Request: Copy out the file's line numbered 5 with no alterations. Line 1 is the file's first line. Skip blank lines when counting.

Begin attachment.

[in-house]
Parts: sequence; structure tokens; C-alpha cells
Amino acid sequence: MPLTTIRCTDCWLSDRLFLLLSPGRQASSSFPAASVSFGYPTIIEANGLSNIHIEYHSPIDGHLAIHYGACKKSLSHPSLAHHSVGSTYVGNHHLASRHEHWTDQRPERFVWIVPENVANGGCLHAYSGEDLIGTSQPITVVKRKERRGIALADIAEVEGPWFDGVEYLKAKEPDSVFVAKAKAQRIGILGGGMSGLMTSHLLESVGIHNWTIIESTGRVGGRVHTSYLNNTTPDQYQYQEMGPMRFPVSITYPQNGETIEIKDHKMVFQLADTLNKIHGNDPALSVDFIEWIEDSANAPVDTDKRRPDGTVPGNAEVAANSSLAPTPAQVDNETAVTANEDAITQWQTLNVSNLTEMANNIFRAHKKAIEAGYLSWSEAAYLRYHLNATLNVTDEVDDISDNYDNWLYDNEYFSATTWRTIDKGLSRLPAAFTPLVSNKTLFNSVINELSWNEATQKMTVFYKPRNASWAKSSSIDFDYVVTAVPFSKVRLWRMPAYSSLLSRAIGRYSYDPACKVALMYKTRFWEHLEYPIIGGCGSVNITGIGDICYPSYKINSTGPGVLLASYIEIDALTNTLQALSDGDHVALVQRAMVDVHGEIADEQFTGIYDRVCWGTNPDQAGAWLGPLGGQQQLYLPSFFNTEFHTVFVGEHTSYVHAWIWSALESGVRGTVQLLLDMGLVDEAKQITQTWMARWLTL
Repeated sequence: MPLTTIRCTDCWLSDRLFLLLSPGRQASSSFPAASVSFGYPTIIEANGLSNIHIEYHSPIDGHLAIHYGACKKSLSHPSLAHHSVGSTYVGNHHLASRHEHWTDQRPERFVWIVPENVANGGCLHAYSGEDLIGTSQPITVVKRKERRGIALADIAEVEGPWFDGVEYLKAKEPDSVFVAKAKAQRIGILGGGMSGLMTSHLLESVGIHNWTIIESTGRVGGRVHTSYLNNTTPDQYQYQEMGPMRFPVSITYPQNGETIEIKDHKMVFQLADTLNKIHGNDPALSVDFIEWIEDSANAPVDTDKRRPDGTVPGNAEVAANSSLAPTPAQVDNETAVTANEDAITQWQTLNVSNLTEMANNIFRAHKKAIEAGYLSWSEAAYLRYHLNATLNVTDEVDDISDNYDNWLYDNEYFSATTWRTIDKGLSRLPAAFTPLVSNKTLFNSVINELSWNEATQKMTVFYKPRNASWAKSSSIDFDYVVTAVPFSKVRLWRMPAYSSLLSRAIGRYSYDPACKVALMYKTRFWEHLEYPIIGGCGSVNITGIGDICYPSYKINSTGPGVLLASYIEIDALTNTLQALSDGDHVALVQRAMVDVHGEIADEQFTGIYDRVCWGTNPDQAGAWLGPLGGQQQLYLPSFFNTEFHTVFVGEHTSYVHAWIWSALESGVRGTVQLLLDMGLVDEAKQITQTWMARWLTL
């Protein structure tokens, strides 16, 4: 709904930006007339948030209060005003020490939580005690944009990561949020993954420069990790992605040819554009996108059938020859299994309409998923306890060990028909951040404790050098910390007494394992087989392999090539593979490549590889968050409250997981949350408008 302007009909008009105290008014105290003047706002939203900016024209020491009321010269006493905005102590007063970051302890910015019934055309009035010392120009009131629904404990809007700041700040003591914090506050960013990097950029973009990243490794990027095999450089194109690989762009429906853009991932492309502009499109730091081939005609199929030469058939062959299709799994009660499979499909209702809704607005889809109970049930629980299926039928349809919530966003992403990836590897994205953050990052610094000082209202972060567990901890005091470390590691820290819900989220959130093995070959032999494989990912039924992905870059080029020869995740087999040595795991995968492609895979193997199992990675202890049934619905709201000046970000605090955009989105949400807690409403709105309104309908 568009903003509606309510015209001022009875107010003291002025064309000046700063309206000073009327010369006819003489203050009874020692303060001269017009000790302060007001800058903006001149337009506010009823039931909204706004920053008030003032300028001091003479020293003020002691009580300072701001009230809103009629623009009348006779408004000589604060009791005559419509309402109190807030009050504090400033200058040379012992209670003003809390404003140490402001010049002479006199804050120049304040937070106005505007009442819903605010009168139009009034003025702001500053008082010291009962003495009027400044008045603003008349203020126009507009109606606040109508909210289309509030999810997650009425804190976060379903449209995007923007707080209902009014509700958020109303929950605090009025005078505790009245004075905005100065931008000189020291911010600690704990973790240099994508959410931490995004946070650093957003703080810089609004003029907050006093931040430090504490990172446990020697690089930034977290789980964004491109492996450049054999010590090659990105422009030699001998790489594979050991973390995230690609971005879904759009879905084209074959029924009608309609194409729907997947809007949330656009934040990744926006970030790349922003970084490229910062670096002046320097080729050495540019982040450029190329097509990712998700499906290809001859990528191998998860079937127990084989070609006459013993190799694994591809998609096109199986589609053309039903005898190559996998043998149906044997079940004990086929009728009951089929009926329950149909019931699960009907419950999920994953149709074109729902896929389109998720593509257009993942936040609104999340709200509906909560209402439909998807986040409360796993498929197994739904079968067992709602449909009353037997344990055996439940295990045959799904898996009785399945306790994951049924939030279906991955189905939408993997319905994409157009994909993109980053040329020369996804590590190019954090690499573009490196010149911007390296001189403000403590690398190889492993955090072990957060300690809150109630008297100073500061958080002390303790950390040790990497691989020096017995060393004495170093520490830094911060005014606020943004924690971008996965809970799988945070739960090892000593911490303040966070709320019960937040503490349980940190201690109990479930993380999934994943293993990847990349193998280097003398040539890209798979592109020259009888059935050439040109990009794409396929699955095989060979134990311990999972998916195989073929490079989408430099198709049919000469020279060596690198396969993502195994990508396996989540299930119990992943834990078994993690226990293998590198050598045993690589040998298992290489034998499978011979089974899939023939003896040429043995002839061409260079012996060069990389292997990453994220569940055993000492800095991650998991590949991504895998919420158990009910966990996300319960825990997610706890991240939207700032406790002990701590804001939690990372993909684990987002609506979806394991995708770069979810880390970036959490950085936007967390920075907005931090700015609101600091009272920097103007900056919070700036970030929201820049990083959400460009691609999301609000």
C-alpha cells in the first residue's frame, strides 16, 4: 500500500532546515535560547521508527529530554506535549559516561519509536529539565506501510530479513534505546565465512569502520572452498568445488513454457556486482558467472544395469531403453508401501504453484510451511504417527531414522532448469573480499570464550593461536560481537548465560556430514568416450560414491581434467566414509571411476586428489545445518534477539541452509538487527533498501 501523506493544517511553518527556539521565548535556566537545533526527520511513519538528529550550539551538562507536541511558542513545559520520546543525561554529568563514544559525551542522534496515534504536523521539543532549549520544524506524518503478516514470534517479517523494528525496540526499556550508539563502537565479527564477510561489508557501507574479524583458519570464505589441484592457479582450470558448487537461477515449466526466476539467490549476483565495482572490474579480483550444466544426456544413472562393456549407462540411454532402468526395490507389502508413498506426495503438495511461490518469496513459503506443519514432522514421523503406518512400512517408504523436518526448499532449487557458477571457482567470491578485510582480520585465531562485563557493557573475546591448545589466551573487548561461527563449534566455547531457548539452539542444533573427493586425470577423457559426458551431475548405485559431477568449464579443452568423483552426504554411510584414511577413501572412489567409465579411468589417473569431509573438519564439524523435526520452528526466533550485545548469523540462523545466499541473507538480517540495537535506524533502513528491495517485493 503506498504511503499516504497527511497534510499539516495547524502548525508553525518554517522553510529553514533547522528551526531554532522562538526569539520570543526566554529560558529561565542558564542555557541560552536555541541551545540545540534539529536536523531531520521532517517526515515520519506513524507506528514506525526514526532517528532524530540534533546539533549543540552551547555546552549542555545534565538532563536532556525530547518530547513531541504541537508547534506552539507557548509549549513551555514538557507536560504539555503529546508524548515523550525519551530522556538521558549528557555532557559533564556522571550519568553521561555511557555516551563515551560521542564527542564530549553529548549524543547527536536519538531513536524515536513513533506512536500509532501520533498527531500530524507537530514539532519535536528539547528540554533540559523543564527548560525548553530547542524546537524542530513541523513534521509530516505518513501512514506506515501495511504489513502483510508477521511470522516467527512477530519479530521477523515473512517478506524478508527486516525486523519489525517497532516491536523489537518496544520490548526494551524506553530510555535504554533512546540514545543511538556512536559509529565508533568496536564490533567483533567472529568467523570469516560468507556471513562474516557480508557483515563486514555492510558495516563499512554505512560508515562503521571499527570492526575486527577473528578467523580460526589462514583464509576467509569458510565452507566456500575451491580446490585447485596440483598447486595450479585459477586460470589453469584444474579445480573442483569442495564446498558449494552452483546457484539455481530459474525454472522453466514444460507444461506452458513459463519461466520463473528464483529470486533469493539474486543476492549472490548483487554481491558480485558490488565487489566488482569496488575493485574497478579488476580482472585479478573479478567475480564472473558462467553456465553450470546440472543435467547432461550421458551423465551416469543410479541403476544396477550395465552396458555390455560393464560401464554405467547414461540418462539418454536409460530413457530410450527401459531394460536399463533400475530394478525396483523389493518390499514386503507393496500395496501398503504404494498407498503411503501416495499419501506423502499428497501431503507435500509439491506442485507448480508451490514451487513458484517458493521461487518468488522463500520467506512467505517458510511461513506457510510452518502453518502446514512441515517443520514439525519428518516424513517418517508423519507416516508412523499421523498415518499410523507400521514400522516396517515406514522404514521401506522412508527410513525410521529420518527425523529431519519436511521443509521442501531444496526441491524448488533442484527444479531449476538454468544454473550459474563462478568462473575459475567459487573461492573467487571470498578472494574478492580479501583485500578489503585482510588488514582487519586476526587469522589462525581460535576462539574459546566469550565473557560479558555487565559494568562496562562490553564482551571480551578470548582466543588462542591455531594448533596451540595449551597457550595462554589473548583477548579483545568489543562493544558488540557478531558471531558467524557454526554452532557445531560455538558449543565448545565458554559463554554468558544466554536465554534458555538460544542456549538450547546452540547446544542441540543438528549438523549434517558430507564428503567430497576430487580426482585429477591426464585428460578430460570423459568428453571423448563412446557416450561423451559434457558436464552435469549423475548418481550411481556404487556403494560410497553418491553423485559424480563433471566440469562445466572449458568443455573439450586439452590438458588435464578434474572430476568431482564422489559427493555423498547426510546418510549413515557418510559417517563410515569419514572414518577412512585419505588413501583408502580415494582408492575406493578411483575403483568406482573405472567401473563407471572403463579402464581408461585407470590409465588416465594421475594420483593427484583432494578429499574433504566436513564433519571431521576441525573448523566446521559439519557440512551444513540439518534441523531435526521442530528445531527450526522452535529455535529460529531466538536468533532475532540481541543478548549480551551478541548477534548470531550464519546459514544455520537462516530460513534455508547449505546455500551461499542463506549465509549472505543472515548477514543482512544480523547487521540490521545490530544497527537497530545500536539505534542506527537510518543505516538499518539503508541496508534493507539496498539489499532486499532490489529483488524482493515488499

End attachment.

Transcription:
């Protein structure tokens, strides 16, 4: 709904930006007339948030209060005003020490939580005690944009990561949020993954420069990790992605040819554009996108059938020859299994309409998923306890060990028909951040404790050098910390007494394992087989392999090539593979490549590889968050409250997981949350408008 302007009909008009105290008014105290003047706002939203900016024209020491009321010269006493905005102590007063970051302890910015019934055309009035010392120009009131629904404990809007700041700040003591914090506050960013990097950029973009990243490794990027095999450089194109690989762009429906853009991932492309502009499109730091081939005609199929030469058939062959299709799994009660499979499909209702809704607005889809109970049930629980299926039928349809919530966003992403990836590897994205953050990052610094000082209202972060567990901890005091470390590691820290819900989220959130093995070959032999494989990912039924992905870059080029020869995740087999040595795991995968492609895979193997199992990675202890049934619905709201000046970000605090955009989105949400807690409403709105309104309908 568009903003509606309510015209001022009875107010003291002025064309000046700063309206000073009327010369006819003489203050009874020692303060001269017009000790302060007001800058903006001149337009506010009823039931909204706004920053008030003032300028001091003479020293003020002691009580300072701001009230809103009629623009009348006779408004000589604060009791005559419509309402109190807030009050504090400033200058040379012992209670003003809390404003140490402001010049002479006199804050120049304040937070106005505007009442819903605010009168139009009034003025702001500053008082010291009962003495009027400044008045603003008349203020126009507009109606606040109508909210289309509030999810997650009425804190976060379903449209995007923007707080209902009014509700958020109303929950605090009025005078505790009245004075905005100065931008000189020291911010600690704990973790240099994508959410931490995004946070650093957003703080810089609004003029907050006093931040430090504490990172446990020697690089930034977290789980964004491109492996450049054999010590090659990105422009030699001998790489594979050991973390995230690609971005879904759009879905084209074959029924009608309609194409729907997947809007949330656009934040990744926006970030790349922003970084490229910062670096002046320097080729050495540019982040450029190329097509990712998700499906290809001859990528191998998860079937127990084989070609006459013993190799694994591809998609096109199986589609053309039903005898190559996998043998149906044997079940004990086929009728009951089929009926329950149909019931699960009907419950999920994953149709074109729902896929389109998720593509257009993942936040609104999340709200509906909560209402439909998807986040409360796993498929197994739904079968067992709602449909009353037997344990055996439940295990045959799904898996009785399945306790994951049924939030279906991955189905939408993997319905994409157009994909993109980053040329020369996804590590190019954090690499573009490196010149911007390296001189403000403590690398190889492993955090072990957060300690809150109630008297100073500061958080002390303790950390040790990497691989020096017995060393004495170093520490830094911060005014606020943004924690971008996965809970799988945070739960090892000593911490303040966070709320019960937040503490349980940190201690109990479930993380999934994943293993990847990349193998280097003398040539890209798979592109020259009888059935050439040109990009794409396929699955095989060979134990311990999972998916195989073929490079989408430099198709049919000469020279060596690198396969993502195994990508396996989540299930119990992943834990078994993690226990293998590198050598045993690589040998298992290489034998499978011979089974899939023939003896040429043995002839061409260079012996060069990389292997990453994220569940055993000492800095991650998991590949991504895998919420158990009910966990996300319960825990997610706890991240939207700032406790002990701590804001939690990372993909684990987002609506979806394991995708770069979810880390970036959490950085936007967390920075907005931090700015609101600091009272920097103007900056919070700036970030929201820049990083959400460009691609999301609000």